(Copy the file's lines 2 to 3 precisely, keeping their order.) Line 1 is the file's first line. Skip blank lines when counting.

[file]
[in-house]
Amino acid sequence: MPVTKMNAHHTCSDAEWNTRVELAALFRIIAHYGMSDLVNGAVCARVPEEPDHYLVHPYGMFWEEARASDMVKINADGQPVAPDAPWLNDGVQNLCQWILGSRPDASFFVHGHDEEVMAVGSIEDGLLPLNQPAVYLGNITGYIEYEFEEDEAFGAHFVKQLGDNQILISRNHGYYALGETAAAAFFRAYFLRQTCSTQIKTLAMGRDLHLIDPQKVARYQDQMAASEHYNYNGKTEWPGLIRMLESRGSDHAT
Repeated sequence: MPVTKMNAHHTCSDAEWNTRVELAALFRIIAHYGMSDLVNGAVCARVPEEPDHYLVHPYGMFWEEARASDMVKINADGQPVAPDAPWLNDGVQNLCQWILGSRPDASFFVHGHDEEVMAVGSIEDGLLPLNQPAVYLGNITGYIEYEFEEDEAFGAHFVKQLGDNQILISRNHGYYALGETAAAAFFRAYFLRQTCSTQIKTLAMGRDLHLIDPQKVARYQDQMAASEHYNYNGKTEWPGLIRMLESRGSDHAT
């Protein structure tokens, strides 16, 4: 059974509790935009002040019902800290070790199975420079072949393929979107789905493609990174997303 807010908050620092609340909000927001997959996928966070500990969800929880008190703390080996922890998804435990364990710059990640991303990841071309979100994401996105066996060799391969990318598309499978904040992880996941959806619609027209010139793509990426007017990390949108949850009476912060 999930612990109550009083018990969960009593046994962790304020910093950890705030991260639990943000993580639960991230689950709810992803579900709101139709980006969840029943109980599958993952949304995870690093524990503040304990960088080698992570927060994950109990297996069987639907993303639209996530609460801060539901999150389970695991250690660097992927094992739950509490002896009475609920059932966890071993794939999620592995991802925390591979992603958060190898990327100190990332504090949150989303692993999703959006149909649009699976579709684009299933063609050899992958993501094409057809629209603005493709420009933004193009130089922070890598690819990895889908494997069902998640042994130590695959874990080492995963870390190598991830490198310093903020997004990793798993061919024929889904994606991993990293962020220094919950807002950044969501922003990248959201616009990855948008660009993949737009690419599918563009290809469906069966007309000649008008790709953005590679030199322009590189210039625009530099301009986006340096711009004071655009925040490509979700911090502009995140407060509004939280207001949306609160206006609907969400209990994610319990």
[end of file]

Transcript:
Amino acid sequence: MPVTKMNAHHTCSDAEWNTRVELAALFRIIAHYGMSDLVNGAVCARVPEEPDHYLVHPYGMFWEEARASDMVKINADGQPVAPDAPWLNDGVQNLCQWILGSRPDASFFVHGHDEEVMAVGSIEDGLLPLNQPAVYLGNITGYIEYEFEEDEAFGAHFVKQLGDNQILISRNHGYYALGETAAAAFFRAYFLRQTCSTQIKTLAMGRDLHLIDPQKVARYQDQMAASEHYNYNGKTEWPGLIRMLESRGSDHAT
Repeated sequence: MPVTKMNAHHTCSDAEWNTRVELAALFRIIAHYGMSDLVNGAVCARVPEEPDHYLVHPYGMFWEEARASDMVKINADGQPVAPDAPWLNDGVQNLCQWILGSRPDASFFVHGHDEEVMAVGSIEDGLLPLNQPAVYLGNITGYIEYEFEEDEAFGAHFVKQLGDNQILISRNHGYYALGETAAAAFFRAYFLRQTCSTQIKTLAMGRDLHLIDPQKVARYQDQMAASEHYNYNGKTEWPGLIRMLESRGSDHAT